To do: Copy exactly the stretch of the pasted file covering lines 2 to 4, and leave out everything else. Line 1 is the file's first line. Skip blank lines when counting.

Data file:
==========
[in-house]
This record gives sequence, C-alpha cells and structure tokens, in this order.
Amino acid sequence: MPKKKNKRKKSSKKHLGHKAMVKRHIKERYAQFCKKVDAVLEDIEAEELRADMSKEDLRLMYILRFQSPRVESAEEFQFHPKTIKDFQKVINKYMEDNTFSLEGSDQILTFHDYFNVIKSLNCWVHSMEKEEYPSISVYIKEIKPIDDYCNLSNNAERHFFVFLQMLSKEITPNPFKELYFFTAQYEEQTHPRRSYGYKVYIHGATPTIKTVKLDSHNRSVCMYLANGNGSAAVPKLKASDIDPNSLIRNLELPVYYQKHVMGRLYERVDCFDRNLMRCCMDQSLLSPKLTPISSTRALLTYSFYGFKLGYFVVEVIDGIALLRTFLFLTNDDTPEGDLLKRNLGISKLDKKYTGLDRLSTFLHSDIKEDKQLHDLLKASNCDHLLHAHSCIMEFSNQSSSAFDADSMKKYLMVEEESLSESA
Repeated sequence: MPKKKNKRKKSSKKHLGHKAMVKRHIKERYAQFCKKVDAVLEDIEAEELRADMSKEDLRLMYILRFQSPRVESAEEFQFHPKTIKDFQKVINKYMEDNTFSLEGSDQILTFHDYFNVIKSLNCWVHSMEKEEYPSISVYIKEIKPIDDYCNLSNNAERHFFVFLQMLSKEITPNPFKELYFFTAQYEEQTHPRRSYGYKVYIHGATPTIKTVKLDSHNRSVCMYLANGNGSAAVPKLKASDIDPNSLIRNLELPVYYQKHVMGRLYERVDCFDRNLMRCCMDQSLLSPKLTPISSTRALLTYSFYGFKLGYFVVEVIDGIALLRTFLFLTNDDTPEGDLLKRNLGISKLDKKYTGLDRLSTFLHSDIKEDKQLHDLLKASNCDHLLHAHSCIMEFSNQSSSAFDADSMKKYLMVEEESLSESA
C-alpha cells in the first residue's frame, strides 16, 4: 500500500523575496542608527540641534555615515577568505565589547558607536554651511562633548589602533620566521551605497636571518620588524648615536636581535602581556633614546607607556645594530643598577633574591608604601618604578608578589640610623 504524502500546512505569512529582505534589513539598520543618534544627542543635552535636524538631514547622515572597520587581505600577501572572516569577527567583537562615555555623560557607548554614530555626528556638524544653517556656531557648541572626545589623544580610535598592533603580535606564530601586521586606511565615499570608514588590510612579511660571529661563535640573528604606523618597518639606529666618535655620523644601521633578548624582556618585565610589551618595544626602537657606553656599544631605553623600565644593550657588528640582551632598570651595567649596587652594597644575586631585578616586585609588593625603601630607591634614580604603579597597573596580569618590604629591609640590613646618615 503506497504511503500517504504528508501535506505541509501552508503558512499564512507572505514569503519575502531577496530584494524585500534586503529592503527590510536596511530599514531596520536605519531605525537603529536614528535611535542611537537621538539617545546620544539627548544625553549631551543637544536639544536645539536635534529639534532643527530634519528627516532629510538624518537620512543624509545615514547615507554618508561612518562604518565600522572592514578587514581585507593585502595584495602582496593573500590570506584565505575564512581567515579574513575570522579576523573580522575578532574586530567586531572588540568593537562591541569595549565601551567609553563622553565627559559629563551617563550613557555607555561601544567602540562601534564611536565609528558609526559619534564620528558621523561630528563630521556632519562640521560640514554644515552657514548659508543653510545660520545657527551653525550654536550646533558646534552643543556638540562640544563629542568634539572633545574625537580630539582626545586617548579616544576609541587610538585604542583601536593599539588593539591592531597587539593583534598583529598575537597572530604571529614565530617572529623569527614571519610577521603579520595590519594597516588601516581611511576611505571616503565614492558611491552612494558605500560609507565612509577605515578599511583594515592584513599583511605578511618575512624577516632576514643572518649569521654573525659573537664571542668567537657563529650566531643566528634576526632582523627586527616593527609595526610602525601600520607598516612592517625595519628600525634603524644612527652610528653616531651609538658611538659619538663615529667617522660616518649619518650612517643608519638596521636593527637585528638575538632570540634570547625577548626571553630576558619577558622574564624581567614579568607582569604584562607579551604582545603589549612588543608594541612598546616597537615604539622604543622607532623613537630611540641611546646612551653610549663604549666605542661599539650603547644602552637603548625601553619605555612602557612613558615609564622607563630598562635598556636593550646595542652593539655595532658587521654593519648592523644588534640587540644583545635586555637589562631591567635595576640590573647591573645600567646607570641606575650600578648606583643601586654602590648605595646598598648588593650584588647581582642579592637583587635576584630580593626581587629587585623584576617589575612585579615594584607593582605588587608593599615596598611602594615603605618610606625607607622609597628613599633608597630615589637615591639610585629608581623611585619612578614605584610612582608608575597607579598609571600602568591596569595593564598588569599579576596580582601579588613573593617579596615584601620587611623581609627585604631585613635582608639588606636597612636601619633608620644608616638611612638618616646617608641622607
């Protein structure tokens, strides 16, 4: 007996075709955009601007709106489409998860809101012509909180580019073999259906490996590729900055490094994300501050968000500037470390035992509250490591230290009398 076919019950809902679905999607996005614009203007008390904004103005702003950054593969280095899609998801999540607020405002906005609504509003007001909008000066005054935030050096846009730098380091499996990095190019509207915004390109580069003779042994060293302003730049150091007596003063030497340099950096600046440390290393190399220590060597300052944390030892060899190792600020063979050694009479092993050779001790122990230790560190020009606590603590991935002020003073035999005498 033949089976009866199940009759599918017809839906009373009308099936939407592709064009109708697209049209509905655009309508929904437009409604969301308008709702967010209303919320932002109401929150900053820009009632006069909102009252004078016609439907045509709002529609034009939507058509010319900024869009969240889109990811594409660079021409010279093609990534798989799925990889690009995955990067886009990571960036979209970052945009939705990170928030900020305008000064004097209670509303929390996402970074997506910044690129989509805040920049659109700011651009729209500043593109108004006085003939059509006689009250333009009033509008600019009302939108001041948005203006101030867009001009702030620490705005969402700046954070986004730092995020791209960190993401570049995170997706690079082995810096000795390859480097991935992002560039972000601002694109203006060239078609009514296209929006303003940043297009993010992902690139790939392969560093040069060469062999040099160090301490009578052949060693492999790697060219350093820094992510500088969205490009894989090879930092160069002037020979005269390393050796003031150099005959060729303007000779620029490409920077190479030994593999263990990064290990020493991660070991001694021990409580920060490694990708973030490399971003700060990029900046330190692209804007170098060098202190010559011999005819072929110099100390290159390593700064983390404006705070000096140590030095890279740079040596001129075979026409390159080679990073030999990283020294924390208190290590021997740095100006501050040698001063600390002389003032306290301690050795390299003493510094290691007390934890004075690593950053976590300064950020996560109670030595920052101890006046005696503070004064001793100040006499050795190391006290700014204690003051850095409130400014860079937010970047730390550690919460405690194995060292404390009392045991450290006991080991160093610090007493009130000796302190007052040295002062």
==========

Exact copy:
This record gives sequence, C-alpha cells and structure tokens, in this order.
Amino acid sequence: MPKKKNKRKKSSKKHLGHKAMVKRHIKERYAQFCKKVDAVLEDIEAEELRADMSKEDLRLMYILRFQSPRVESAEEFQFHPKTIKDFQKVINKYMEDNTFSLEGSDQILTFHDYFNVIKSLNCWVHSMEKEEYPSISVYIKEIKPIDDYCNLSNNAERHFFVFLQMLSKEITPNPFKELYFFTAQYEEQTHPRRSYGYKVYIHGATPTIKTVKLDSHNRSVCMYLANGNGSAAVPKLKASDIDPNSLIRNLELPVYYQKHVMGRLYERVDCFDRNLMRCCMDQSLLSPKLTPISSTRALLTYSFYGFKLGYFVVEVIDGIALLRTFLFLTNDDTPEGDLLKRNLGISKLDKKYTGLDRLSTFLHSDIKEDKQLHDLLKASNCDHLLHAHSCIMEFSNQSSSAFDADSMKKYLMVEEESLSESA
Repeated sequence: MPKKKNKRKKSSKKHLGHKAMVKRHIKERYAQFCKKVDAVLEDIEAEELRADMSKEDLRLMYILRFQSPRVESAEEFQFHPKTIKDFQKVINKYMEDNTFSLEGSDQILTFHDYFNVIKSLNCWVHSMEKEEYPSISVYIKEIKPIDDYCNLSNNAERHFFVFLQMLSKEITPNPFKELYFFTAQYEEQTHPRRSYGYKVYIHGATPTIKTVKLDSHNRSVCMYLANGNGSAAVPKLKASDIDPNSLIRNLELPVYYQKHVMGRLYERVDCFDRNLMRCCMDQSLLSPKLTPISSTRALLTYSFYGFKLGYFVVEVIDGIALLRTFLFLTNDDTPEGDLLKRNLGISKLDKKYTGLDRLSTFLHSDIKEDKQLHDLLKASNCDHLLHAHSCIMEFSNQSSSAFDADSMKKYLMVEEESLSESA